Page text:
When the Spokane City Council voted to clear the Envision Spokane initiative for a vote of the people, Councilman Mike Allen said, “I’m pretty confident I know what that decision will be. I do not support it, but I support the initiative process.”
That’s fair. Initiative gatherers had done their part; now it would be up to voters.
But since then, it appears the council’s confidence has been shaken, because they added two questions to the ballot. Should voters raise taxes or cut services if needed to implement the bill of rights if it passes. The questions serve as not-so-subtle hints to voters that there might be costs associated with this “community bill of rights.”
In short, it would sure please the council if voters just said no. That would please us, too, because we think it adds too many items to City Hall’s basic responsibilities. But we also think the council’s ballot questions are heavy-handed.
Council members complain that the ballot language is inaccurate and incomplete, that the initiative addresses multiple topics, which makes it legally suspect, and doesn’t provide for financing. Proponents say the council is misconstruing the measure, exaggerating potential costs and that the measure is legally sound.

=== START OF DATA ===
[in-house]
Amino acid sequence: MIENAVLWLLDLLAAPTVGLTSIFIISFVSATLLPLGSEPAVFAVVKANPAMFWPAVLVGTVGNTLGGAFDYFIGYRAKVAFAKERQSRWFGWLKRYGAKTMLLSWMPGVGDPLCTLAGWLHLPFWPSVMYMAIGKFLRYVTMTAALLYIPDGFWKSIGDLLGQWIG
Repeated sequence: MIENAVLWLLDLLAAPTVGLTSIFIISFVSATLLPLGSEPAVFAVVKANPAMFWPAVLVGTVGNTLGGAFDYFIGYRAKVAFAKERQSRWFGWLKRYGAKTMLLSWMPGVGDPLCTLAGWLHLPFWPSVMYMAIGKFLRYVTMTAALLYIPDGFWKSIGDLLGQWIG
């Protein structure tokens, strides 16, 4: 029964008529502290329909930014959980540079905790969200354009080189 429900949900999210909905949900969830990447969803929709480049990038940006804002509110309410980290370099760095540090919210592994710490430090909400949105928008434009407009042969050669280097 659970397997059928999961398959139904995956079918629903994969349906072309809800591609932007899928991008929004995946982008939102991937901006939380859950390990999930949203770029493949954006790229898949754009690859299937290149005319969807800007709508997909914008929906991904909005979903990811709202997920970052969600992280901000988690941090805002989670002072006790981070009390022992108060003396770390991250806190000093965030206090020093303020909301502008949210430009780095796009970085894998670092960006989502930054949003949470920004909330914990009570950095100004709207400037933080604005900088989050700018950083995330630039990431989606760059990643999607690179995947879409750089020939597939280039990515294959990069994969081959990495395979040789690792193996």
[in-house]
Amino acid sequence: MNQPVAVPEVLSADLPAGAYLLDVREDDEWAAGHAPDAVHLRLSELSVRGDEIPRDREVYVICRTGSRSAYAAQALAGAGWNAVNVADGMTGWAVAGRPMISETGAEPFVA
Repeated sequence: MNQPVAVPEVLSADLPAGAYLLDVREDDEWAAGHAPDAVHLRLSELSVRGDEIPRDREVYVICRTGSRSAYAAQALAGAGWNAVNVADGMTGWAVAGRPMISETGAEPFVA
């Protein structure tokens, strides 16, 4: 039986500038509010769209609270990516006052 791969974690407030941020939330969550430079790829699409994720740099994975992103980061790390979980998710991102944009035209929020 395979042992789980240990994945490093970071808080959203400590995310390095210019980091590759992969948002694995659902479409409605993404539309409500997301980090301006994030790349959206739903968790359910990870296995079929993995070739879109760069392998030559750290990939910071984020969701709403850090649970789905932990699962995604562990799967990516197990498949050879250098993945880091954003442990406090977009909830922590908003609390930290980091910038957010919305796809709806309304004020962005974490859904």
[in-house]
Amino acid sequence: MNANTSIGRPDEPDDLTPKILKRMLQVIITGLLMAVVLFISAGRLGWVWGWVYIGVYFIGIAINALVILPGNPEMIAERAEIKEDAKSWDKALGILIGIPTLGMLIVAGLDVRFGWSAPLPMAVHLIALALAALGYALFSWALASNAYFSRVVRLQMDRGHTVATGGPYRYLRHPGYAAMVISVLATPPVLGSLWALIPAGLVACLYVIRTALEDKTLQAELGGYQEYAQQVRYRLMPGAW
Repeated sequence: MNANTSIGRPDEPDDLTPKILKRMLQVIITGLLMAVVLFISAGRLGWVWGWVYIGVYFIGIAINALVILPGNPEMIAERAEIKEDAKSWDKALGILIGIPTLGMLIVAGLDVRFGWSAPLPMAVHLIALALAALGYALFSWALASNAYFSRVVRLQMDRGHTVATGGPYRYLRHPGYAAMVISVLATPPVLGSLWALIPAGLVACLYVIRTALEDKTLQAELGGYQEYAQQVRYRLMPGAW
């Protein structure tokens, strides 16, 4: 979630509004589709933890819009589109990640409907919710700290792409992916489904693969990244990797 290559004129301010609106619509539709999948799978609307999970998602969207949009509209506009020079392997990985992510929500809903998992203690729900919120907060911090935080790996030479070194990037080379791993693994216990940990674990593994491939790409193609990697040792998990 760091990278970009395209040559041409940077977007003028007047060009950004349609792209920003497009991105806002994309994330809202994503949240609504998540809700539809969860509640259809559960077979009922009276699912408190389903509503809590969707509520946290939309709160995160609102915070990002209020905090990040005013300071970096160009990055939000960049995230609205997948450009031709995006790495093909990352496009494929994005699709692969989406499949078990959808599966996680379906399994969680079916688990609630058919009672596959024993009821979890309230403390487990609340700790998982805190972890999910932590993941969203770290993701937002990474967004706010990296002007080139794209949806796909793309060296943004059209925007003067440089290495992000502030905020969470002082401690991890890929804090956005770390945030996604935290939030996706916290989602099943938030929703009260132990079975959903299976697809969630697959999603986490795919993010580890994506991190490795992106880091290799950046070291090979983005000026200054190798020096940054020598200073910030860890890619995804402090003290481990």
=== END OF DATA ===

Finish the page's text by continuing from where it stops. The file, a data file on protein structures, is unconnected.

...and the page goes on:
That debate looks like traditional campaigning, which is how the arguments against the initiative ought to be aired. By placing questions on the ballot, the council has invited the perception that it is using public resources to campaign.
If the initiative were to pass and if it resulted in public expenditures and if the council wanted the public’s advice, that would be the time to put questions on a ballot. Doing so now looks prejudicial.
City Councilman Al French defends the questions: “It’s to say if Envision Spokane has value to you, tell us how to pay for it.”
This begs the question of whether there will be costs. If there are, then the way to pay is the same for all adopted initiatives. When statewide initiatives for increased teacher pay and smaller class sizes were up for votes, state legislators didn’t rush to place “how to pay” questions onto the same ballot. The issues of cost became part of the campaign.
The question of how to pay for services the public says it wants always falls to officeholders. If they want the public’s advice, they can put advisory questions on the ballot after the fact. But pre-emptive questions show a lack of trust in the initiative process and the voters themselves.